To which I responded with the following little bit of history:

    The movement is worth building upon, I agree. But, Mr. Ferro, the American system is not one that is constructed to make a “new party” a politically productive option.

    The last time a “new party” rose to the possibility of actually gaining power in this country was in the 1850s under extraordinary circumstances, not likely to be repeated now. The Whig Party self-destructed over the issue of slavery, which was tearing the nation apart, and tore first the Whig Party apart in the early 1850s when Northern and Southern factions of the party could not work together. The Republican Party was born in time for the 1856 election, but lost. But by 1860, the other major party — the Democratic Party of that time — could not hold its Northern and Southern parts together, and nominated two candidates out of two different conventions expressing the preferences of the two antagonized regions.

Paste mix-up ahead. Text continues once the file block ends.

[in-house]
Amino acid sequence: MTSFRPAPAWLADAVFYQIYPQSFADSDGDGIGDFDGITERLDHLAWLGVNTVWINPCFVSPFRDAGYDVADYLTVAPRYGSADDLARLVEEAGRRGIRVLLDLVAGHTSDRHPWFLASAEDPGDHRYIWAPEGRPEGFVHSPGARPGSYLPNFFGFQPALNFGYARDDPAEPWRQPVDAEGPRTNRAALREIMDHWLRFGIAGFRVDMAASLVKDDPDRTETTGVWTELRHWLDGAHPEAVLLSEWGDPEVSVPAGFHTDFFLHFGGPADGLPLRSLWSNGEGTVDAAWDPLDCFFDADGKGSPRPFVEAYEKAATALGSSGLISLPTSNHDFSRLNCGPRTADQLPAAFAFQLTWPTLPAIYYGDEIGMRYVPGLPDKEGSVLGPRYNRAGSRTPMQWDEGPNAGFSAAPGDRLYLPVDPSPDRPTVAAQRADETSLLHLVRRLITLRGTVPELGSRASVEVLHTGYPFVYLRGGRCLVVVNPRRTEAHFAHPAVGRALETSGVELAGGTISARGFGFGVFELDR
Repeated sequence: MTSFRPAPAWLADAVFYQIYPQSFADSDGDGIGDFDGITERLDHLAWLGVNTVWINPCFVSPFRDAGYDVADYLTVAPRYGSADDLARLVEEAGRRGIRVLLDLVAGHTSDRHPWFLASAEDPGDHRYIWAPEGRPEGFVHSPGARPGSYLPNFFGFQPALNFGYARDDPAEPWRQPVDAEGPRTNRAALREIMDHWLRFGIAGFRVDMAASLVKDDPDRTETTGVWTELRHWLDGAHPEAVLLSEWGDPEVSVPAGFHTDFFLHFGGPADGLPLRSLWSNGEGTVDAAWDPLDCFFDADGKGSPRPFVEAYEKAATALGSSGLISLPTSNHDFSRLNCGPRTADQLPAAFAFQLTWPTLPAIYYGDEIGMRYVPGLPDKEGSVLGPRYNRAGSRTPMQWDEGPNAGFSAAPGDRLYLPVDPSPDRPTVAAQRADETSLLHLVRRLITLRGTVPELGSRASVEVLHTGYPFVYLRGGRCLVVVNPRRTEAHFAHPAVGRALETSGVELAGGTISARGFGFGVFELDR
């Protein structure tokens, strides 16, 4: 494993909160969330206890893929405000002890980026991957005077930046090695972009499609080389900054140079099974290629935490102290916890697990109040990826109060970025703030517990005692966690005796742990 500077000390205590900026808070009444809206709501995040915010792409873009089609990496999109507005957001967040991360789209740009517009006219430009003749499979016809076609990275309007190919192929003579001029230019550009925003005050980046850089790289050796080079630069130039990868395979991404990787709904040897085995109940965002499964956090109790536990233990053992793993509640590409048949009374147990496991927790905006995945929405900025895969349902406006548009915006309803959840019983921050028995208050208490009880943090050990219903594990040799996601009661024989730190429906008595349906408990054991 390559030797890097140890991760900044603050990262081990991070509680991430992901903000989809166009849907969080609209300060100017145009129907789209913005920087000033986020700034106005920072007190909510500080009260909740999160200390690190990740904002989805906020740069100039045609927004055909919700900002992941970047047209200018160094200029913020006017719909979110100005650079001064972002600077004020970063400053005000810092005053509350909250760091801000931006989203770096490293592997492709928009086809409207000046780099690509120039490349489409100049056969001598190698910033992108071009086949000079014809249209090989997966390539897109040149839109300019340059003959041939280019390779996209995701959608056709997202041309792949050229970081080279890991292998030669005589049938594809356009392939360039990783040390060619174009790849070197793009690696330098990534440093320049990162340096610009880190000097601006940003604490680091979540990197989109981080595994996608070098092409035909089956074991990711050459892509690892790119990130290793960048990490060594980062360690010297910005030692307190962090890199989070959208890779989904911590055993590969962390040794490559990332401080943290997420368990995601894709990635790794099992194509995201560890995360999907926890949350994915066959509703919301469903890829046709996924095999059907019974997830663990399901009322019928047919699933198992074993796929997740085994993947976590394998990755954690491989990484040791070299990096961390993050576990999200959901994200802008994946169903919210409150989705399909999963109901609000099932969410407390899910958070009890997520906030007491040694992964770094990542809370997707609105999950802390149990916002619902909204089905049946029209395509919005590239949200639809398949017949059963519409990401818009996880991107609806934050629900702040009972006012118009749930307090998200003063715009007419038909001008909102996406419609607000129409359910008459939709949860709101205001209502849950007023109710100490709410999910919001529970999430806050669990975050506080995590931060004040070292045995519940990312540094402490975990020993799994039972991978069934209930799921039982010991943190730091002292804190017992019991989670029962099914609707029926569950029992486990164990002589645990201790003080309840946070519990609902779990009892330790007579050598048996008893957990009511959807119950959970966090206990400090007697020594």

It was only that set of circumstances that enabled the second Republican candidate — Abraham Lincoln– to win the presidency. And then the war came.

    Otherwise, third party candidates benefit the major party that is most unlike the new party. In 1912, Teddy Roosevelt’s Bull Moose Party challenge to his own hand-picked Republican successor — William Howard Taft — opened the way for the first Democratic president (Woodrow Wilson) to win in a generation. And then in 2000, the third party candidacy of Ralph Nader siphoned off enough votes from Al Gore in Florida to open the way for the disastrous presidency of George W. Bush.

    The conclusion: it is better, in the American system (we don’t have coalition parliamentary governments) to fight to move one of the two major political parties to be what it should be than to try to effect desirable change through a third party.